To support the Narragansett Indian Tribal Historic Preservation Trust’s mission to help identify, protect, and preserve indigenous ceremonial stone landscapes in the northeast, we provide programs to open participants’ eyes to the ancient ceremonial places hiding in plain sight all around us.
Our formal programs include lectures describing ceremonial stone landscape feature types and the nature of relationships between features, earth, and sky, and field trips to ceremonial stone landscapes.
Let the Landscape Speak
Upon request, Doug Harris, Deputy Tribal Historic Preservation Officer for the Narragansett Indian Tribal Historic Preservation Office provides a lecture about indigenous ceremonial stone landscapes that surround us in New England, often hidden in plain sight in the forests and fields. Most people who come across enigmatic stone structures don't know that some are remnants of a network built by indigenous Americans for ceremonial and other purposes. Doug Harris has been Tribally certified in the identification of ceremonial stone features for 16 years. His illustrated talk shows various types of indigenous ceremonial stone features. Ample time is provided for questions about structures audience members know of.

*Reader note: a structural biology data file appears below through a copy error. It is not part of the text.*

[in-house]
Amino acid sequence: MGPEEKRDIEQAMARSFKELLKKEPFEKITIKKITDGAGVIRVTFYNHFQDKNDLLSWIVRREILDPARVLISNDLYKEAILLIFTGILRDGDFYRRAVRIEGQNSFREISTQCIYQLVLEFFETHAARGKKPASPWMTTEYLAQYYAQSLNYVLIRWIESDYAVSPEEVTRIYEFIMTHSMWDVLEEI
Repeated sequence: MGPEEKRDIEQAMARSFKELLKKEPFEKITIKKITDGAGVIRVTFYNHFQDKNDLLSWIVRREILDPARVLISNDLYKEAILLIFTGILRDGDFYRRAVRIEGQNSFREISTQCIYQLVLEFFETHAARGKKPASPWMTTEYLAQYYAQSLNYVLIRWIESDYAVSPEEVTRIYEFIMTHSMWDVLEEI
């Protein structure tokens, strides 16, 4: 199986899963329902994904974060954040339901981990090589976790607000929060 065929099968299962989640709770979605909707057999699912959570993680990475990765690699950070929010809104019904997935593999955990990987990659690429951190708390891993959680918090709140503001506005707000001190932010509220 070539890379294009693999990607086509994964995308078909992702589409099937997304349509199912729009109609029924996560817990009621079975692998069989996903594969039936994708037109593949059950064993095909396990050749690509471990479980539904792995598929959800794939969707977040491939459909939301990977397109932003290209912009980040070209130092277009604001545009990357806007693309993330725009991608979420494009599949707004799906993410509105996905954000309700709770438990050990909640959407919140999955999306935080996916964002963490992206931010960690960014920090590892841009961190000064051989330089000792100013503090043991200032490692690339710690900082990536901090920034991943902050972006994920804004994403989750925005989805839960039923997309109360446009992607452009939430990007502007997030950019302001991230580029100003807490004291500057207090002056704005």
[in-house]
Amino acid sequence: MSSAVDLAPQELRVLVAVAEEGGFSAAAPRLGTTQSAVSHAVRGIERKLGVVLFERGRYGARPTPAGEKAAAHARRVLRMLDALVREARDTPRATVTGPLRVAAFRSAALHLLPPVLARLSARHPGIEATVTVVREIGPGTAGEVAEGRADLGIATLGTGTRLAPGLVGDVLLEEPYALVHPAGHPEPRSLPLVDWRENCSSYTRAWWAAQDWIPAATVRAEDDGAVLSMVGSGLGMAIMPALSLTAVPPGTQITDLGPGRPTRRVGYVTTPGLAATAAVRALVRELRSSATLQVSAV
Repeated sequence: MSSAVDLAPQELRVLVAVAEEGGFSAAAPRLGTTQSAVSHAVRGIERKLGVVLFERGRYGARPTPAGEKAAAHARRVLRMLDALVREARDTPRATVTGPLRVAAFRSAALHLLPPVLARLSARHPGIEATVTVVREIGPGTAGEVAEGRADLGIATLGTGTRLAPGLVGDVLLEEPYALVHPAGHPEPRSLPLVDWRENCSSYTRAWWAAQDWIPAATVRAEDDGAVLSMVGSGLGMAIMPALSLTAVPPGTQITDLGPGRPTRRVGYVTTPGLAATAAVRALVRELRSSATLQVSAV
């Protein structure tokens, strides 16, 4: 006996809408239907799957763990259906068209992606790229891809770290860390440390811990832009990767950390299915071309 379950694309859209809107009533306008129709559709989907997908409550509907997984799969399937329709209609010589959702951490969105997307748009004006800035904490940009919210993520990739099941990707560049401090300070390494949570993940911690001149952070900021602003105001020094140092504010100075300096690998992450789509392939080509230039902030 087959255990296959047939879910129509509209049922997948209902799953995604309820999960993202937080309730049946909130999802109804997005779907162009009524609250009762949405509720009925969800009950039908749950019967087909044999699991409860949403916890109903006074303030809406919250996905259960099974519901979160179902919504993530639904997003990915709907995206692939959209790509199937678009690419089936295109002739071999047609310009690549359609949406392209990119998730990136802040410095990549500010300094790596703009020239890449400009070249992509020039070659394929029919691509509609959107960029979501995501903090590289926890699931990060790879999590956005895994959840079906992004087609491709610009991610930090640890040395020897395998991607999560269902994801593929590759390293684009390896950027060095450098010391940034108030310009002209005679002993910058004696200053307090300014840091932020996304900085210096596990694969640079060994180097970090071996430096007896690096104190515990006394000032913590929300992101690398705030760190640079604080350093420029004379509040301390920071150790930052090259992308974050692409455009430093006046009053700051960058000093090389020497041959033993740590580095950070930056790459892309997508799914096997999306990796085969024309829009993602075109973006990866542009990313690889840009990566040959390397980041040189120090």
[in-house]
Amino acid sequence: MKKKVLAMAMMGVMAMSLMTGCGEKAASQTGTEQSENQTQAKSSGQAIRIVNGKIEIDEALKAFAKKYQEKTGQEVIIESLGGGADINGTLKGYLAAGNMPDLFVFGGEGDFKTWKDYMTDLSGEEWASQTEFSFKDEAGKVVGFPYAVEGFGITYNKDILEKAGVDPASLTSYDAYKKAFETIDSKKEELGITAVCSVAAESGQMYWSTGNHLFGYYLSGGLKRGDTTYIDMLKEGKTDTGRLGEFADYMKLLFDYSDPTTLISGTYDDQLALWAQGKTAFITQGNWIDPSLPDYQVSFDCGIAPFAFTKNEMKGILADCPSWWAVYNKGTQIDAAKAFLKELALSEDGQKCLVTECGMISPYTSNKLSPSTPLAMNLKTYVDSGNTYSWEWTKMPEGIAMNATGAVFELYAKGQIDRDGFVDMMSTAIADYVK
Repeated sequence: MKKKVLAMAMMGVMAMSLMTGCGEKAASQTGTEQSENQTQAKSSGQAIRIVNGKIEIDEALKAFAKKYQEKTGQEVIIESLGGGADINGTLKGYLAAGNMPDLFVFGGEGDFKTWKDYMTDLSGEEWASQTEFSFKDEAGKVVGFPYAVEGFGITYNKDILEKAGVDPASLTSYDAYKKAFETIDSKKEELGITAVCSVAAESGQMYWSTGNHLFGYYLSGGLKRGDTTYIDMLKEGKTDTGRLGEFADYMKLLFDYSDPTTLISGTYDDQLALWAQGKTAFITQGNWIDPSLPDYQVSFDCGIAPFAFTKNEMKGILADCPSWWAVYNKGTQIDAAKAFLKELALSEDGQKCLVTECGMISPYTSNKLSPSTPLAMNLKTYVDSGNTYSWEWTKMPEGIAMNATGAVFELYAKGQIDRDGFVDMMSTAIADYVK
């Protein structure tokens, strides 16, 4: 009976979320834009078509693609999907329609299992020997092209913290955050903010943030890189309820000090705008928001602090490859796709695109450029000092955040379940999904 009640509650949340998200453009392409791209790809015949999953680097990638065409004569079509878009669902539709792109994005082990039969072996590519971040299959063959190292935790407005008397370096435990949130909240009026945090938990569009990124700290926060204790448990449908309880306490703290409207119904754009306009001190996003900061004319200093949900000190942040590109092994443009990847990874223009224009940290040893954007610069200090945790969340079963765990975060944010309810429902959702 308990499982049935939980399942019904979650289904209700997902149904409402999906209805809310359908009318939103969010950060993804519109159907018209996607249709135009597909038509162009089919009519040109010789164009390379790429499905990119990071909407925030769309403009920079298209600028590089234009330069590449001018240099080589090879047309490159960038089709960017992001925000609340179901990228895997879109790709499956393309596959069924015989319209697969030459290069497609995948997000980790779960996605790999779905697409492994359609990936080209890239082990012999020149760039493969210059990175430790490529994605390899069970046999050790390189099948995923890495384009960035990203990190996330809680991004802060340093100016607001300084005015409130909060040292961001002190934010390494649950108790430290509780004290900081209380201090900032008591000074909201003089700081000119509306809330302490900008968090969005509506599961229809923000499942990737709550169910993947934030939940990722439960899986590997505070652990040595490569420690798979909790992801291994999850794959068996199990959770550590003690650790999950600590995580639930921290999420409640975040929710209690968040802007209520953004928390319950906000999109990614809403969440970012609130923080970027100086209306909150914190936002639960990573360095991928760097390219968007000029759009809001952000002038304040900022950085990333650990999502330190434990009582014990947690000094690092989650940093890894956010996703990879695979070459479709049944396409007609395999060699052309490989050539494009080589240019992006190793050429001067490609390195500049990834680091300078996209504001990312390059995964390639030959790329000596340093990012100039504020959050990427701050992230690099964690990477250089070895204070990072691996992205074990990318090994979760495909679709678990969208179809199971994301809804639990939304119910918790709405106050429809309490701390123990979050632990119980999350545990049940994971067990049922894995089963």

On the second Saturday of each month from 1 to 4PM from April through November, Doug Harris, Deputy Tribal Historic Preservation Officer for the Narragansett Indian Tribal Historic Preservation Office and the Trust’s Caretakers for Ceremonial Stone Landscapes guide field trips to introduce participants to the Upton Chamber and companion features on top of Pratt Hill in Upton. The field trips open participants’ eyes to the ancient ceremonial places hiding in plain sight all around us.
Upon request, the Narragansett Tribal Trust also provides consultations to identify, map, and document ceremonial features.
Narragansett Indian Tribal Historic Preservation Trust
Education • Identification • Mapping • Preservation
Ceremonial Stone Landscapes